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Sabres Say They Want to Win Now

Season set to open with many storylines

The marketing and sales pitch is pretty explicit—the Buffalo Sabres’ front office has truncated the word “suffering” and replaced it with the word “blueprint.”

Gone is the notion of high priced, quick fix free agents. The roster and the payroll has been pretty much cut close to the bone, and everyone is eyeballing the 2015 NHL amateur draft, when prized prospects Connor McDavid and Jack Eichel are pretty much set to go first and second to the teams who have those picks. The Sabres have not only their own first round pick, but also that of the New York Islanders, which the team got as the major part of the Thomas Vanek trade.

Should the Islanders falter this season, the team could have as many as two bites at the apple in the draft lottery to land the top pick.

Sabres fans seem to be buying in to the program. Season ticket sales held steady over the summer with over a 93% renewal rate, and crowds this season should still be fairly robust, even if not at a continual sellout rate. All the expectations among the fan base and media pundits is that the team is going to be awful, and get ready for a long and tough season, with the promise that eventually things will turn around.

The only ones not going along with the plan are the players. Mention McDavid or Eichel, and most of the players bristle. They are playing for their own pride, their own careers, and their own success. They want to win. Some even mention the word “playoffs.”

“Nobody in this room is participating in this notion that we are in this for draft picks,” says defenseman Mike Weber. Weber admits that he understands why many feel down on the team’s chances, but says that the Sabres “might surprise” a few people this year.

Newcomer Brian Gionta, who is expected to be one of the veteran leaders in the room, echoed that sentiment, stating emphatically that “our goal is to make the playoffs.”

To do so, the Sabres have to start with superb goaltending, and right now that remains a question mark. The team’s DNA has always been to ride the hot superstar, Dominik Hasek and then Ryan Miller. Now the team has two journeymen between the pipes, Jhonas Enroth and Michael Neuvirth. Based on preseason results so far the starting job seems to be Enroth’s to lose, but it appears that Coach Ted Nolan might be giving both men substantial playing time this season.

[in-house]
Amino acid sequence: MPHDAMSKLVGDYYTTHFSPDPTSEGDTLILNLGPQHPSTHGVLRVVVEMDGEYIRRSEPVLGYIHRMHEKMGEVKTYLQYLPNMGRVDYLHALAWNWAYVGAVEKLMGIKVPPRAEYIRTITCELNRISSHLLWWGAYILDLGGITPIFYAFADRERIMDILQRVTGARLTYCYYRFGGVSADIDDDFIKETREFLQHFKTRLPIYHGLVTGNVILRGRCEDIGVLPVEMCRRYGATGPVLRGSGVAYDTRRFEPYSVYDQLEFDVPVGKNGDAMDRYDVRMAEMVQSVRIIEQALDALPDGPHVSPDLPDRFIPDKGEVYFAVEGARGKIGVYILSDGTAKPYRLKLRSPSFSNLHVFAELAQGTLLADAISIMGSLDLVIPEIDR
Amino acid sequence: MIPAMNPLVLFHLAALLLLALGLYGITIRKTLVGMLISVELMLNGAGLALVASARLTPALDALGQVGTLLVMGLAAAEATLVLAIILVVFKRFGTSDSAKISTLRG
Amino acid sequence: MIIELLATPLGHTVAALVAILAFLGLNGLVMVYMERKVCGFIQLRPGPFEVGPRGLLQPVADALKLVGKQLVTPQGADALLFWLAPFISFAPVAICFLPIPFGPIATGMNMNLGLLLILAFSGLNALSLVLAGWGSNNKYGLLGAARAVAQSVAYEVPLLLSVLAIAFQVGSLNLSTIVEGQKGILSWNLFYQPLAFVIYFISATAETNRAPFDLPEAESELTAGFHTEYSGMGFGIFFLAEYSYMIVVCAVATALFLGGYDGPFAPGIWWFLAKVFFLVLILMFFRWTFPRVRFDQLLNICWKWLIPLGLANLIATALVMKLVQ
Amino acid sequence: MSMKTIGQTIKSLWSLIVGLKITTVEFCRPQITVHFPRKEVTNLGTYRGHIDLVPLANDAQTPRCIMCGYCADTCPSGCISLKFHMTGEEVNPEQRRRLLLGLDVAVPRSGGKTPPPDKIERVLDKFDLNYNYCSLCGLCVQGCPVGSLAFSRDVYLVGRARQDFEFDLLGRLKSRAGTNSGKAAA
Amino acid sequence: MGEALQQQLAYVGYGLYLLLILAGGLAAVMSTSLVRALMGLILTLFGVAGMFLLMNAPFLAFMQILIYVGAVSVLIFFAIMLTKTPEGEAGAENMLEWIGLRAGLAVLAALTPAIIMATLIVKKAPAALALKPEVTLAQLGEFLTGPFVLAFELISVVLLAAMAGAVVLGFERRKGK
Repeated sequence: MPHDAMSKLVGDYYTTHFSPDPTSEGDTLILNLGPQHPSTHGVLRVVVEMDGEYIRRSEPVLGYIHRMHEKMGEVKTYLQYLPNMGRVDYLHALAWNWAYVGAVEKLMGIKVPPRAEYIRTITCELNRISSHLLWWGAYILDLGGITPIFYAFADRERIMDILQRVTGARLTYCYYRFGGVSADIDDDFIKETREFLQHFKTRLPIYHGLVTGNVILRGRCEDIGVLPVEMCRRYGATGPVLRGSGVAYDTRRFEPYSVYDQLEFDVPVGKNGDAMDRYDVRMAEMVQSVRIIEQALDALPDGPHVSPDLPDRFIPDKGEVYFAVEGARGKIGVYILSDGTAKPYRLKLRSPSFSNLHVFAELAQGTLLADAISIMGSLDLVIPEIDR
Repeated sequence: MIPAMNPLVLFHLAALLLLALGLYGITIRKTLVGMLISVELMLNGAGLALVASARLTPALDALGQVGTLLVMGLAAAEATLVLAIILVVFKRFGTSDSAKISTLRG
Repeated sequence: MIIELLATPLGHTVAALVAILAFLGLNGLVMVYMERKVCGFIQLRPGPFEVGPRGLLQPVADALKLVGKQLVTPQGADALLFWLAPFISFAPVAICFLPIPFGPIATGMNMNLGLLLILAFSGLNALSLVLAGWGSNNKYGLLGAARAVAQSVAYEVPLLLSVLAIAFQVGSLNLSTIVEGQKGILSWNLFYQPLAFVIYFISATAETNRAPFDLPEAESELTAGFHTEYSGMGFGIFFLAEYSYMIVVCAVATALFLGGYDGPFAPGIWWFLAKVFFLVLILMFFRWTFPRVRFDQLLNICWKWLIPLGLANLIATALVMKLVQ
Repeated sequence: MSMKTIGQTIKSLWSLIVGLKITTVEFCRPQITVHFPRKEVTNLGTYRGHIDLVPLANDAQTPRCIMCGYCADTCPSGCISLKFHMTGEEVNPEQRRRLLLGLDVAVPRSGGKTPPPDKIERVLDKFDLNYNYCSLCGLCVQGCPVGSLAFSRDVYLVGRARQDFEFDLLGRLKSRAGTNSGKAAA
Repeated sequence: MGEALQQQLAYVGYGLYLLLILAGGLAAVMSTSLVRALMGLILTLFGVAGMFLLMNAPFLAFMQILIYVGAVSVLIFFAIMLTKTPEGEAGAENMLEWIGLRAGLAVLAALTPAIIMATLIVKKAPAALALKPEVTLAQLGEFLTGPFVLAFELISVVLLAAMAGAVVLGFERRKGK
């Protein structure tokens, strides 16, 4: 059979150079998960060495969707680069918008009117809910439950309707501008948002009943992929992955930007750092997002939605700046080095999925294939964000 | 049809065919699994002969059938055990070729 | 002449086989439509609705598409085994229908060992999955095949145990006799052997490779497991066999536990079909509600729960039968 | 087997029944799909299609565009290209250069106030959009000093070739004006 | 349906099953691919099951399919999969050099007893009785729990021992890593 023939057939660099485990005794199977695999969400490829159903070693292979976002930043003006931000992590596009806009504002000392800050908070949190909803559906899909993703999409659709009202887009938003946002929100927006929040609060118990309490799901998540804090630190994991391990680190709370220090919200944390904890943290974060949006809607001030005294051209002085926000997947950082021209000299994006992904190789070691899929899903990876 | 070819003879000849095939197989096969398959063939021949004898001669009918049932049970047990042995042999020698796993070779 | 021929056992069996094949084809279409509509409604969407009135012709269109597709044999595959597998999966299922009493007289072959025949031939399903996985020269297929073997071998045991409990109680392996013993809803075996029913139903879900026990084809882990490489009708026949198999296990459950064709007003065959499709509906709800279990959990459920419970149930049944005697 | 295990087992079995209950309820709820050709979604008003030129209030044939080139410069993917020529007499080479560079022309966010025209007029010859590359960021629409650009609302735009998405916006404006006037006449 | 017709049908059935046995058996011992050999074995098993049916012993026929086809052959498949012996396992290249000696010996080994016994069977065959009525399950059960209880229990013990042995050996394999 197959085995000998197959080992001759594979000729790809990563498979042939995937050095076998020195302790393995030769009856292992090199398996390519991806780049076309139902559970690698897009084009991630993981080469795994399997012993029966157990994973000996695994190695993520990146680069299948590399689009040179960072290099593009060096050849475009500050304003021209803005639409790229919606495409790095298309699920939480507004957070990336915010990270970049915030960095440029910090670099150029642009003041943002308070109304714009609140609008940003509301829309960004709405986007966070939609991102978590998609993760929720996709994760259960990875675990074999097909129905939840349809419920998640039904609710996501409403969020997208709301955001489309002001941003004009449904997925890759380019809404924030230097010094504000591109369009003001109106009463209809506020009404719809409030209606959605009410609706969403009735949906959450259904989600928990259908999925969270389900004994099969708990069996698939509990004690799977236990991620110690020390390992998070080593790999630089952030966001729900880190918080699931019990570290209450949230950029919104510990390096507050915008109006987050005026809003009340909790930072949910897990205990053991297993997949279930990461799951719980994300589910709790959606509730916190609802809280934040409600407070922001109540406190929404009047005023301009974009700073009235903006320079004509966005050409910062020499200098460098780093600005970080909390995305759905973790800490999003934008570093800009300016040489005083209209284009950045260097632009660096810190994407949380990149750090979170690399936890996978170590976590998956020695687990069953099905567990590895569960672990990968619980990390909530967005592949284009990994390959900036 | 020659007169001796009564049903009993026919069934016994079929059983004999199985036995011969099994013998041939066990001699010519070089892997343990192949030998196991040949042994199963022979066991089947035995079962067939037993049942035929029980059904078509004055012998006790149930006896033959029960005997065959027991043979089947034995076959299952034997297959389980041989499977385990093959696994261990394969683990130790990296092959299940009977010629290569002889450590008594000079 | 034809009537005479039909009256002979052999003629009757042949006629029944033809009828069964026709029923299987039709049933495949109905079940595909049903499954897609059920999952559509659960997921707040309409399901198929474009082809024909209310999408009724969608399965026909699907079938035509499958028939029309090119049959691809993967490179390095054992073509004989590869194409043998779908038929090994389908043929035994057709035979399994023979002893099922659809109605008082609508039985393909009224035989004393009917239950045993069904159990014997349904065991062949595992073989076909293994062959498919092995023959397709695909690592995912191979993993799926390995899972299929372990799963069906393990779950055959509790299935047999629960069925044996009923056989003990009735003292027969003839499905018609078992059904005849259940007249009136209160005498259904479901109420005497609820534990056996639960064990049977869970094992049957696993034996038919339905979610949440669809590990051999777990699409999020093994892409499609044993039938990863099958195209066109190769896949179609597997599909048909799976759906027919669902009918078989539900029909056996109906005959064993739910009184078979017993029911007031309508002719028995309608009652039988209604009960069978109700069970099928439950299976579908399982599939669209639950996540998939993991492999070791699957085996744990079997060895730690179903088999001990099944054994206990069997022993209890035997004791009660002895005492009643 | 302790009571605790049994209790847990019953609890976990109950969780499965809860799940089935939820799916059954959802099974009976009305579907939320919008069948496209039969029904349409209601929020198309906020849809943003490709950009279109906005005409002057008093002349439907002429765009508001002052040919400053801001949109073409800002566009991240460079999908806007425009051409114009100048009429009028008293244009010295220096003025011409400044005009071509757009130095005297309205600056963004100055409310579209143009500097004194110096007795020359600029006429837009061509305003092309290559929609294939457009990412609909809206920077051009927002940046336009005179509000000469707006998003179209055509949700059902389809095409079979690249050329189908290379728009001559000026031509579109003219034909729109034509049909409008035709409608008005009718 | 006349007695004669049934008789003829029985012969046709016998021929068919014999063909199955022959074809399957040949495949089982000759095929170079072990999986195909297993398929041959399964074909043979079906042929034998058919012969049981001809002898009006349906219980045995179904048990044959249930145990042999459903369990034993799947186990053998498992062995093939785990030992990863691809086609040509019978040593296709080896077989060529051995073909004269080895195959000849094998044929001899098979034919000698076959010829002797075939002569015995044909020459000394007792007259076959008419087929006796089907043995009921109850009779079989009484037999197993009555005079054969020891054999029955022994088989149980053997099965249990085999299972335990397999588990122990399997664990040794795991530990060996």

Taro Sez...

• With HarborCenter speeding to a construction finish line, look for a simultaneous opening of the hockey rinks, parking ramp, 716 Food and Sports bistro and Tim Hortons somewhere around October 30.

• New NHL venue update: Ground has been broken for the new Rogers Place in downtown Edmonton, which will be the new home of the Oilers come 2016. The New York Islanders will move to the Barclays Center in Brooklyn starting next season. With under 15,000 seats for hockey, it will be the smallest seating capacity in the NHL

• Just this week NHL commissioner Gary Bettman stated that there are no current or imminent plans to expand the league beyond its 30 teams, despite the unbalanced conferences. "We finally have all 16 teams in the eastern time zone in the right place," said Bettman. Quebec City, Seattle, Las Vegas and a second Toronto team continue to circulate among the rumor mill as expansion or relocation candidate markets.

The other veterans to watch this season besides Gionta are Josh Gorges, Andrej Meszaros and the return of Matt Moulson. All are on board with the rebuilding effort. Add in Drew Stafford, who is in his contract year and is playing like he knows it, and you have the potential for some scoring punch. Another positive surprise has been the performance of Mikhail Grigorenko, who has added some weight and a new attitude. Nolan seems to be spending a great deal of time with his gifted but fragile center, and the organization is nowhere near ready to give up on him just yet.

With all the short term gloom surrounding the team’s chances this season, one need only go back to the 2005-06 season, the first one following the lost season due to labor conflict. The Sabres were ranked 27th by some national media outlets that year, most predicted a crash and burn, yet the team came out of the lockout well suited to the new rules changes, and electrified the fan base, taking the team to the Conference Finals and within one period of the Stanley Cup finals.

Could it happen again?

Ted Nolan’s history of success and overachievement wherever he coaches, the team seems loose, hungry and havng fun in camp, all the excitement about HarborCenter and Buffalo’e emergence as a centerpiece for hockey. The best case scenario a 7th or 8th place finish, defying all the pundits, and a New York Islanders’ last place finish, delivering their draft prize into Buffalo’s hands.

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